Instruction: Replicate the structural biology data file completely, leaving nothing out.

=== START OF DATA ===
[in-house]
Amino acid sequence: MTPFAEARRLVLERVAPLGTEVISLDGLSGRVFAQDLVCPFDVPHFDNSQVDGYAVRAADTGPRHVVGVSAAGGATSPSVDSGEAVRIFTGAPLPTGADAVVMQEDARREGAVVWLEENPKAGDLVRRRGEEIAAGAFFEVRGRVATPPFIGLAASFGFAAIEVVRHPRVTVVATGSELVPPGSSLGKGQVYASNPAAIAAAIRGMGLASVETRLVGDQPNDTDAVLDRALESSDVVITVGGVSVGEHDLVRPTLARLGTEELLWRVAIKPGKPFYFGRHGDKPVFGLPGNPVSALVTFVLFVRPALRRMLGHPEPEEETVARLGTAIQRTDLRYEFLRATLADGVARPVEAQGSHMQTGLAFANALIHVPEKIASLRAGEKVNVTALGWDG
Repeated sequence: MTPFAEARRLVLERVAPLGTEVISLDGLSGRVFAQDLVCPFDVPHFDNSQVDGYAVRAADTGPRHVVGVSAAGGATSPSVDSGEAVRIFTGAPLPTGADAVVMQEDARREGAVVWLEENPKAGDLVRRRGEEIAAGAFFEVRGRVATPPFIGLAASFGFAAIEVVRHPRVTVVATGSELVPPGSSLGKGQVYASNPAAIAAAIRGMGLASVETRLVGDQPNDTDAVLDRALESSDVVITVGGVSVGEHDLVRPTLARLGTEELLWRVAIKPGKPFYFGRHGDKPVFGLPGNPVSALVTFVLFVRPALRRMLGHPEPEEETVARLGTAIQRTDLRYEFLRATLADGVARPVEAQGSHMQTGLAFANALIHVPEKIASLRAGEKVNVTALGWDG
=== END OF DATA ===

[in-house]
Amino acid sequence: MTPFAEARRLVLERVAPLGTEVISLDGLSGRVFAQDLVCPFDVPHFDNSQVDGYAVRAADTGPRHVVGVSAAGGATSPSVDSGEAVRIFTGAPLPTGADAVVMQEDARREGAVVWLEENPKAGDLVRRRGEEIAAGAFFEVRGRVATPPFIGLAASFGFAAIEVVRHPRVTVVATGSELVPPGSSLGKGQVYASNPAAIAAAIRGMGLASVETRLVGDQPNDTDAVLDRALESSDVVITVGGVSVGEHDLVRPTLARLGTEELLWRVAIKPGKPFYFGRHGDKPVFGLPGNPVSALVTFVLFVRPALRRMLGHPEPEEETVARLGTAIQRTDLRYEFLRATLADGVARPVEAQGSHMQTGLAFANALIHVPEKIASLRAGEKVNVTALGWDG
Repeated sequence: MTPFAEARRLVLERVAPLGTEVISLDGLSGRVFAQDLVCPFDVPHFDNSQVDGYAVRAADTGPRHVVGVSAAGGATSPSVDSGEAVRIFTGAPLPTGADAVVMQEDARREGAVVWLEENPKAGDLVRRRGEEIAAGAFFEVRGRVATPPFIGLAASFGFAAIEVVRHPRVTVVATGSELVPPGSSLGKGQVYASNPAAIAAAIRGMGLASVETRLVGDQPNDTDAVLDRALESSDVVITVGGVSVGEHDLVRPTLARLGTEELLWRVAIKPGKPFYFGRHGDKPVFGLPGNPVSALVTFVLFVRPALRRMLGHPEPEEETVARLGTAIQRTDLRYEFLRATLADGVARPVEAQGSHMQTGLAFANALIHVPEKIASLRAGEKVNVTALGWDG